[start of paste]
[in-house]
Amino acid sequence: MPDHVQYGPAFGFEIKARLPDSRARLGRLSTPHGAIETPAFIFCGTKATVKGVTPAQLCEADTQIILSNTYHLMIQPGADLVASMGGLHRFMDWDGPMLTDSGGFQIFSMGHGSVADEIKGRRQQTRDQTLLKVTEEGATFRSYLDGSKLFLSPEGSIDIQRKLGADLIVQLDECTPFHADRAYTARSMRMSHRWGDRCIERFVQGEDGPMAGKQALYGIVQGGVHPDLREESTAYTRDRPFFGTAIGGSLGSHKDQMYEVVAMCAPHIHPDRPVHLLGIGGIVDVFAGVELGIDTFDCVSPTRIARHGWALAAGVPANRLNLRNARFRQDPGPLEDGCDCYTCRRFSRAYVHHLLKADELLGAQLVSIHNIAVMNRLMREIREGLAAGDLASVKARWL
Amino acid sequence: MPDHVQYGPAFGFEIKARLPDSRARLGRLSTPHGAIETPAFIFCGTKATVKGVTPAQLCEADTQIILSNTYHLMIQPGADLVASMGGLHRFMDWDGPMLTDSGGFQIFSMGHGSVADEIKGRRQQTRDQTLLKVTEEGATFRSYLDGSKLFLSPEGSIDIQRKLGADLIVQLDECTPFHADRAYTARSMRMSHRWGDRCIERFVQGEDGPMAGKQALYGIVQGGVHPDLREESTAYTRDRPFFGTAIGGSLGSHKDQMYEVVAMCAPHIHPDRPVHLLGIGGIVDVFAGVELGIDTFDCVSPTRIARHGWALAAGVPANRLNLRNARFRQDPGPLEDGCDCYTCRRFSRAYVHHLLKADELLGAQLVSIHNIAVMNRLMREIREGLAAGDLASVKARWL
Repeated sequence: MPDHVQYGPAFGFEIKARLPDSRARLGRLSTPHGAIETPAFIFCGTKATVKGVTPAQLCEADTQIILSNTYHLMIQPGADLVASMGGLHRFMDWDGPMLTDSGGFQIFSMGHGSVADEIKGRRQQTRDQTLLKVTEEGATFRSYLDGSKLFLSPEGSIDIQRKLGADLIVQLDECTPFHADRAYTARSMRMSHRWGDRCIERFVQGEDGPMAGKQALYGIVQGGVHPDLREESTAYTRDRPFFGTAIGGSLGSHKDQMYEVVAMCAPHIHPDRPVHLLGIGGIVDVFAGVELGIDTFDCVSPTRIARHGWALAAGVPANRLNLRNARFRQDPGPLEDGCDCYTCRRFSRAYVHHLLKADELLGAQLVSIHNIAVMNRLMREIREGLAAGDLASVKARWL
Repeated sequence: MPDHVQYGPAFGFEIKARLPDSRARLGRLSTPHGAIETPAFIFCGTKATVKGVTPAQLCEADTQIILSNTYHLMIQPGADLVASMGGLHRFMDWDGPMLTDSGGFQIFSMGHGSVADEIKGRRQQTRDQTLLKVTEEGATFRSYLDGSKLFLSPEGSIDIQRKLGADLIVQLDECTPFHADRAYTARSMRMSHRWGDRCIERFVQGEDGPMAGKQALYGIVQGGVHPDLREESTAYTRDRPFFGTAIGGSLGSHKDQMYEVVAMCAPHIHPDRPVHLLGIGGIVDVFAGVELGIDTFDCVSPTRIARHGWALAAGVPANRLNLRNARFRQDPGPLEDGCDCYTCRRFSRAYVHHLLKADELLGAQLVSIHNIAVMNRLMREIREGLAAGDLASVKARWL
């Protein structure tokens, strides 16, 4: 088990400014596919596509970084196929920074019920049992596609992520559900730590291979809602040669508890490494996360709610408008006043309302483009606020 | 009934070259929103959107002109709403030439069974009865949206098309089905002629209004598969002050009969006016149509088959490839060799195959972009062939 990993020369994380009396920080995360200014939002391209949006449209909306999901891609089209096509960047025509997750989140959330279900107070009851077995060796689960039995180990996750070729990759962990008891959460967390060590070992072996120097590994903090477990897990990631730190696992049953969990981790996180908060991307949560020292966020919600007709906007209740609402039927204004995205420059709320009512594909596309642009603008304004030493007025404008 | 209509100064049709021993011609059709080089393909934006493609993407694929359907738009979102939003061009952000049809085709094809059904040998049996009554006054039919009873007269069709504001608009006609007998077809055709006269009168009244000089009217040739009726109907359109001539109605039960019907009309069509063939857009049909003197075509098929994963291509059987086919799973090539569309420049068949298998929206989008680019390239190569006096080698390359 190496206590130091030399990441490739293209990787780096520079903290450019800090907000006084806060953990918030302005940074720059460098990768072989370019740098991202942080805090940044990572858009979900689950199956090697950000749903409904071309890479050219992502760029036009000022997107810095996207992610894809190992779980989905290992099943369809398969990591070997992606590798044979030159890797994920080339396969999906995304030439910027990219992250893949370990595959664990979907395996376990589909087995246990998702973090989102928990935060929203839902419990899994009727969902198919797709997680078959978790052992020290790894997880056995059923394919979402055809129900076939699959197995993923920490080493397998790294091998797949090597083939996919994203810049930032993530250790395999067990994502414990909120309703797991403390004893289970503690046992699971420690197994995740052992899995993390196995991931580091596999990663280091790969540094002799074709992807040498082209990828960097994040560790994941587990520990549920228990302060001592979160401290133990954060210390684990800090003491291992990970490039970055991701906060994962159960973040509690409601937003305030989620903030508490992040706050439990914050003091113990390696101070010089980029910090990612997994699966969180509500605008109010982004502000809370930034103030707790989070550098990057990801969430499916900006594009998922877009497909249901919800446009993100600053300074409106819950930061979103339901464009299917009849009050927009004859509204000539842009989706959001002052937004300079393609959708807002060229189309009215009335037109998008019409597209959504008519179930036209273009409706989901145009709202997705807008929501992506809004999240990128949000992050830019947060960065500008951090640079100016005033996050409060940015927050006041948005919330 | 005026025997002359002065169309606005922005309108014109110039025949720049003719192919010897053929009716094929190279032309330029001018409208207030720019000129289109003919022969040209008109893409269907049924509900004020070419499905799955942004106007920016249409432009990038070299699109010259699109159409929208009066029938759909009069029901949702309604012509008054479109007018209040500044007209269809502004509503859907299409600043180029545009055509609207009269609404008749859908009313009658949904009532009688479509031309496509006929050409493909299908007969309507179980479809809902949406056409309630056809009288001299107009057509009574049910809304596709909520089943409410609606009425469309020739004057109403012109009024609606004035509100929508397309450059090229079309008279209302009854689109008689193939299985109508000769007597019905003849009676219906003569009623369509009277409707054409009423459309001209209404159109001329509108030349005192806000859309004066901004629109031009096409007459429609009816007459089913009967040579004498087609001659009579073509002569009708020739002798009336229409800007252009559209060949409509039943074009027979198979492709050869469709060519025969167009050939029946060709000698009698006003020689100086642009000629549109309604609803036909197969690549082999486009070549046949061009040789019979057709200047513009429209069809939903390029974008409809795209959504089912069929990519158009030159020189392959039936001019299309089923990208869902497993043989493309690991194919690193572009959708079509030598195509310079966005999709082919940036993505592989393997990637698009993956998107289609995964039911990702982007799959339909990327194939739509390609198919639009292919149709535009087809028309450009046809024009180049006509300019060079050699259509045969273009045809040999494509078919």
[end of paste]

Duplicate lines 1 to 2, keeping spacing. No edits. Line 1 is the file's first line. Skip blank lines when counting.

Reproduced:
[in-house]
Amino acid sequence: MPDHVQYGPAFGFEIKARLPDSRARLGRLSTPHGAIETPAFIFCGTKATVKGVTPAQLCEADTQIILSNTYHLMIQPGADLVASMGGLHRFMDWDGPMLTDSGGFQIFSMGHGSVADEIKGRRQQTRDQTLLKVTEEGATFRSYLDGSKLFLSPEGSIDIQRKLGADLIVQLDECTPFHADRAYTARSMRMSHRWGDRCIERFVQGEDGPMAGKQALYGIVQGGVHPDLREESTAYTRDRPFFGTAIGGSLGSHKDQMYEVVAMCAPHIHPDRPVHLLGIGGIVDVFAGVELGIDTFDCVSPTRIARHGWALAAGVPANRLNLRNARFRQDPGPLEDGCDCYTCRRFSRAYVHHLLKADELLGAQLVSIHNIAVMNRLMREIREGLAAGDLASVKARWL